In the UK it is estimated that 5–8 % of children have a food allergy; peanut allergy is particularly common with up to 1 in 55 children thought to be affected. Children can also be allergic to non-food allergens such as natural rubber latex, bee or wasp stings or certain drugs.
Two-thirds of all schools are estimated to have at least 1 child who has experienced anaphylaxis or who has a prescription for life-saving medication, called an adrenaline auto-injector or AAI.
The laws relating to looking after children with medical conditions in school in the UK vary depending on whether the school is in England, Scotland, Wales or Northern Ireland but all schools have a duty of care to all pupils and need to have procedures in place to minimise the risk of a reaction occurring. The guidance issued to schools is publicly available from government websites.
Children who are at risk of severe allergic reactions are not ill in the usual sense. They are normal children in every respect – except that if they come into contact with a certain food or substance, they may become unwell. It is important that these children are allowed to develop in the normal way and are not stigmatised or made to feel different. All efforts should be made to ensure that children have the opportunity to participate in all school activities.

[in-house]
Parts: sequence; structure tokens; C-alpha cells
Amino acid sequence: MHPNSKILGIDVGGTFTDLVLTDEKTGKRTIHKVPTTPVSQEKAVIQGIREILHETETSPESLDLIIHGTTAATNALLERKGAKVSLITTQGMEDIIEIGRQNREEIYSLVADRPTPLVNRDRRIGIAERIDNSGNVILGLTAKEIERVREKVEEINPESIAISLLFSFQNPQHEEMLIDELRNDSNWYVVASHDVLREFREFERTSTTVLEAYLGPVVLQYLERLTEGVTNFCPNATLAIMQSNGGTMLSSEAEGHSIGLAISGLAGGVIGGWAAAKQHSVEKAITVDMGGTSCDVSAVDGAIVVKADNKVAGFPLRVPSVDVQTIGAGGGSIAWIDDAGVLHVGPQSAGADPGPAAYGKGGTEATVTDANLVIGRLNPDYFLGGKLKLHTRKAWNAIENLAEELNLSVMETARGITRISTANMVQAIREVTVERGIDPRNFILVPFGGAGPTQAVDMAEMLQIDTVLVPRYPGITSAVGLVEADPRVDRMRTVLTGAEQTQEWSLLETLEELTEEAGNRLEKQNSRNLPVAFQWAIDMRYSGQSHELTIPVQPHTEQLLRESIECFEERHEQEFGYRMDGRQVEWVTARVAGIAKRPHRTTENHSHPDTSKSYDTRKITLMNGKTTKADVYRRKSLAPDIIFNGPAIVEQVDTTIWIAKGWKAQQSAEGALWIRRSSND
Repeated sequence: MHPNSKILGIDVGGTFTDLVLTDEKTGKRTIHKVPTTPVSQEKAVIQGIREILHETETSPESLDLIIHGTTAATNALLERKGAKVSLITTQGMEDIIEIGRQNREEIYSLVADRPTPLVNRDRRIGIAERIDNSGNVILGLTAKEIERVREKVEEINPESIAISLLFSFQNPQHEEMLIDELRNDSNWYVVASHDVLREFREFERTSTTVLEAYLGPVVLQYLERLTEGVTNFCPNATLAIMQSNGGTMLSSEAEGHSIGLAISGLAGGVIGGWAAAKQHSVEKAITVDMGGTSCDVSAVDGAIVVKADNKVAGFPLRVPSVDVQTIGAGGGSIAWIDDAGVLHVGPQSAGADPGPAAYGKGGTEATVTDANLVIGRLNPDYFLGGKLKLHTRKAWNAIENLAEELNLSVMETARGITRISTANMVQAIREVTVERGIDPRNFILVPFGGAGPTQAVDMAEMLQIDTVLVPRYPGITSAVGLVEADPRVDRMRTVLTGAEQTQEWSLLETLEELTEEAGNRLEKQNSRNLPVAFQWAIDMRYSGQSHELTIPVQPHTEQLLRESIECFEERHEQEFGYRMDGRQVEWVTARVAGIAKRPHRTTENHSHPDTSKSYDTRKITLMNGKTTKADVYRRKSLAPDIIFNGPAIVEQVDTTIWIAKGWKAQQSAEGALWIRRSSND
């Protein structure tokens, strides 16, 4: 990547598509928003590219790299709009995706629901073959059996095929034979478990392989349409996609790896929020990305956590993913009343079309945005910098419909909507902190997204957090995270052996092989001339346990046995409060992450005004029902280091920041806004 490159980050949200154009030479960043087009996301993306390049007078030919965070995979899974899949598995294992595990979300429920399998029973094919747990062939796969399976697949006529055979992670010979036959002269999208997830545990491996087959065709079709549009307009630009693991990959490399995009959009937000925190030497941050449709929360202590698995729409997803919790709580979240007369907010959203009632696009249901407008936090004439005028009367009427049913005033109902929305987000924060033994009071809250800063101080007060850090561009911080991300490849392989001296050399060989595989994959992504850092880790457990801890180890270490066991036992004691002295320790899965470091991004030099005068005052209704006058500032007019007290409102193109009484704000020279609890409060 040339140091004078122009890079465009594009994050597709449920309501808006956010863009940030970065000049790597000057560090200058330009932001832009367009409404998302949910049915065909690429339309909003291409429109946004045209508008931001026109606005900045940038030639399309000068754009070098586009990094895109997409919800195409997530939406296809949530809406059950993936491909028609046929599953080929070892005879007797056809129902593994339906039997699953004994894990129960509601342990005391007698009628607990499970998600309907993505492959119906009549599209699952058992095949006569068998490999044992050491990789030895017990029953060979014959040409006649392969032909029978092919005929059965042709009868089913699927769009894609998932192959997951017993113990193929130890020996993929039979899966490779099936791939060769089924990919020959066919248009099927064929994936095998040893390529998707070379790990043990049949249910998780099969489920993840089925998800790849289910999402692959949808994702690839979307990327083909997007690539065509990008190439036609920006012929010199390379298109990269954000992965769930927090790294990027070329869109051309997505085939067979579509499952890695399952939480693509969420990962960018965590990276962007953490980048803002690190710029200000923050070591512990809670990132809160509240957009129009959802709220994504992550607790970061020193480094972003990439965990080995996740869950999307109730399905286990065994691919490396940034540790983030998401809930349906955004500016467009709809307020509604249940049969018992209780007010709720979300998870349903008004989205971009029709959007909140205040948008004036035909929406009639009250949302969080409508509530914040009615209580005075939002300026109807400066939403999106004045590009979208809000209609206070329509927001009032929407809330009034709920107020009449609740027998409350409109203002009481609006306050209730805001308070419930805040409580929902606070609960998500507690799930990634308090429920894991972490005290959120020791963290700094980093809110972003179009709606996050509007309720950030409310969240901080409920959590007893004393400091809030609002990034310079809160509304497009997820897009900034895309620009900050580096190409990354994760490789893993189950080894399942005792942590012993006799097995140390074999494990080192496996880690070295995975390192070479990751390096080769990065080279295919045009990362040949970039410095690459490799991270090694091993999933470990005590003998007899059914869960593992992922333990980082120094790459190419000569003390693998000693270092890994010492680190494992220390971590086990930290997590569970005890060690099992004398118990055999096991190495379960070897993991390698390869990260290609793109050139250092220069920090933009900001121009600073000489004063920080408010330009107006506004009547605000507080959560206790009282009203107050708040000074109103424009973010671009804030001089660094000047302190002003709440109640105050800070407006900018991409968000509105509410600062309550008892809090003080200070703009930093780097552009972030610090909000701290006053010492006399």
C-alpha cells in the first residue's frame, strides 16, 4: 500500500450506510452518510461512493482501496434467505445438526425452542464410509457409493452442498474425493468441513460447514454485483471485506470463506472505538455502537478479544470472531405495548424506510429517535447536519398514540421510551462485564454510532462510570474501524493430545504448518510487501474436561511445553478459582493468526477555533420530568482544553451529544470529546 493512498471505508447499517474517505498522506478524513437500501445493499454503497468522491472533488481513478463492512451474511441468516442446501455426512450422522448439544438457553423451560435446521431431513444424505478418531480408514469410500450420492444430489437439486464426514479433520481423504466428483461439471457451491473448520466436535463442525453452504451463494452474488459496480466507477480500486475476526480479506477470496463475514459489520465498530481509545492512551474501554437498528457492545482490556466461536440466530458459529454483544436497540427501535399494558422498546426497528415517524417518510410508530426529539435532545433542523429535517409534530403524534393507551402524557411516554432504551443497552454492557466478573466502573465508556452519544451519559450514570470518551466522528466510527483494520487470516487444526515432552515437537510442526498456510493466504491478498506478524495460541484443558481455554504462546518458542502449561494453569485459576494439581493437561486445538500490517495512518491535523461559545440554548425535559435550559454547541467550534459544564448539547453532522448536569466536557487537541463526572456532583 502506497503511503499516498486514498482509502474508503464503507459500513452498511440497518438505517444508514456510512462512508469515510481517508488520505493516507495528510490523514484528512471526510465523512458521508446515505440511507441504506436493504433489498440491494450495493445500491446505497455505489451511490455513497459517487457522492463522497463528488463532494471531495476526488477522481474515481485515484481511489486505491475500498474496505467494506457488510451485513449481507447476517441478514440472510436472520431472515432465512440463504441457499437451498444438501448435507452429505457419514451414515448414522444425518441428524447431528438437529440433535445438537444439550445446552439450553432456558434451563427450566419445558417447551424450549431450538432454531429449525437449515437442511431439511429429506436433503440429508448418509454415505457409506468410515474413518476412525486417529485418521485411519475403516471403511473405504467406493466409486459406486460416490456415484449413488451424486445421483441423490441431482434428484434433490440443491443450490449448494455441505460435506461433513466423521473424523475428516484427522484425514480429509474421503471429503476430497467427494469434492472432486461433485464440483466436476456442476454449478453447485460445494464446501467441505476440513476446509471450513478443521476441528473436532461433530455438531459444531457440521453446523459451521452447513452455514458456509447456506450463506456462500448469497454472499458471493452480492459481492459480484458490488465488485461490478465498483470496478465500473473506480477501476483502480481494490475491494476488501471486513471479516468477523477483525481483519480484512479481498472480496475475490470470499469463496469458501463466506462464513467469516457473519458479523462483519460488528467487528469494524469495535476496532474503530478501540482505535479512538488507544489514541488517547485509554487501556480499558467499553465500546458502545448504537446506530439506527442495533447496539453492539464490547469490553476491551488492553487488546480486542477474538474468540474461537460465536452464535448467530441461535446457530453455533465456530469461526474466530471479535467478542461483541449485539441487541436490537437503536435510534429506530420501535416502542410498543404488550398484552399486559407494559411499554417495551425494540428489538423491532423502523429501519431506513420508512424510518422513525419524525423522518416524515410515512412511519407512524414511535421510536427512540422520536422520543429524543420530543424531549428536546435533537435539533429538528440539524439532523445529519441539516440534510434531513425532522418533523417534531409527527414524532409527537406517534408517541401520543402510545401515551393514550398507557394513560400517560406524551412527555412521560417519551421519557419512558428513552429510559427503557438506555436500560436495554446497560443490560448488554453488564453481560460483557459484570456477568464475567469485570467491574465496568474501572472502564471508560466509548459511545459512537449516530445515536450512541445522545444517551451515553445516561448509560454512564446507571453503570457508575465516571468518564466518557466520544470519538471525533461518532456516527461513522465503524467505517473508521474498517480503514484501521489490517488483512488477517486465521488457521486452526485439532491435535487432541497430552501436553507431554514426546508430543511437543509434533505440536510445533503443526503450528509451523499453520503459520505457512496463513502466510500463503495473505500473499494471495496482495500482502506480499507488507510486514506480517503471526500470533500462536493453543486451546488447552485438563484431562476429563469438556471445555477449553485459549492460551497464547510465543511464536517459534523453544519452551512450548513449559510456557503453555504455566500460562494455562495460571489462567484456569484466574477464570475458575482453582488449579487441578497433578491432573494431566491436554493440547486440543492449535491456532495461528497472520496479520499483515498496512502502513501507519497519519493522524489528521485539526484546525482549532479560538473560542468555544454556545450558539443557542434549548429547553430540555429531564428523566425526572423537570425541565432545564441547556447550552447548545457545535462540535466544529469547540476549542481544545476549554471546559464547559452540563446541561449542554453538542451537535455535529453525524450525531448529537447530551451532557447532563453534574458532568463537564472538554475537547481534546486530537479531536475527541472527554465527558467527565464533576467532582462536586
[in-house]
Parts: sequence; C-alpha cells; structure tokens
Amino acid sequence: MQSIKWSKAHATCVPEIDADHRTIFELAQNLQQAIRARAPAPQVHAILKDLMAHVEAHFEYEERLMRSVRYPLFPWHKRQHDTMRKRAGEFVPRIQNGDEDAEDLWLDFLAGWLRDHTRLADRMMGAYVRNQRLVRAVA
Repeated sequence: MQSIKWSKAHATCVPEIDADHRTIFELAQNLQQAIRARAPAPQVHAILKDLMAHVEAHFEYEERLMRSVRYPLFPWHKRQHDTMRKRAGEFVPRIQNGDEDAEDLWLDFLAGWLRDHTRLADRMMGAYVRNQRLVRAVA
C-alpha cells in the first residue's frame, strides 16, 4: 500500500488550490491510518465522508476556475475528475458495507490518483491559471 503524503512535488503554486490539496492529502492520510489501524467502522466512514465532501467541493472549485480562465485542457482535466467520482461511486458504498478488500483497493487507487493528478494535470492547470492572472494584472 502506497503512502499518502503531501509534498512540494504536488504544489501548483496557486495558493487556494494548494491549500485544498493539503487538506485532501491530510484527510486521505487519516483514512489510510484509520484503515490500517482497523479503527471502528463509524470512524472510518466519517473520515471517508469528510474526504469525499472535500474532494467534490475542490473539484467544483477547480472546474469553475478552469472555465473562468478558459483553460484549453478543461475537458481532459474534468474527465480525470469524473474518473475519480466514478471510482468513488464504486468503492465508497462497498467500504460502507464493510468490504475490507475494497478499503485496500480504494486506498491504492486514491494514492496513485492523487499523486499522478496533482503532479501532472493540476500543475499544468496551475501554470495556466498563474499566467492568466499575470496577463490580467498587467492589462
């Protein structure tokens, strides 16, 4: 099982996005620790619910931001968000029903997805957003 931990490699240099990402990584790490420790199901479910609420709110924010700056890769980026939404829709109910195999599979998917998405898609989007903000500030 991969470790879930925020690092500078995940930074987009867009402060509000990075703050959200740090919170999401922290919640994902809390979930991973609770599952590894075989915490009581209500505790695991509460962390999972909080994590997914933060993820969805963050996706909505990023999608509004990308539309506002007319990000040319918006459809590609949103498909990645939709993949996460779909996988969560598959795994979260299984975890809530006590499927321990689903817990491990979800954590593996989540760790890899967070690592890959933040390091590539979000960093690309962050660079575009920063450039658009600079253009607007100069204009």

A core team should be identified to work with families to establish prevention and treatment strategies and staff training arranged so that every member of staff can recognise the signs and symptoms of anaphylaxis, understand how to minimise risk and know what to do in an emergency.
For younger children, their medication should be appropriately stored and easily accessible (i.e. not locked away) in a secure, central location. Emergency kits should be checked termly to ensure they are stored correctly, are still in date, and are ready for use. Older pupils may wish to take responsibility for carrying their own adrenaline auto-injectors with them at all times.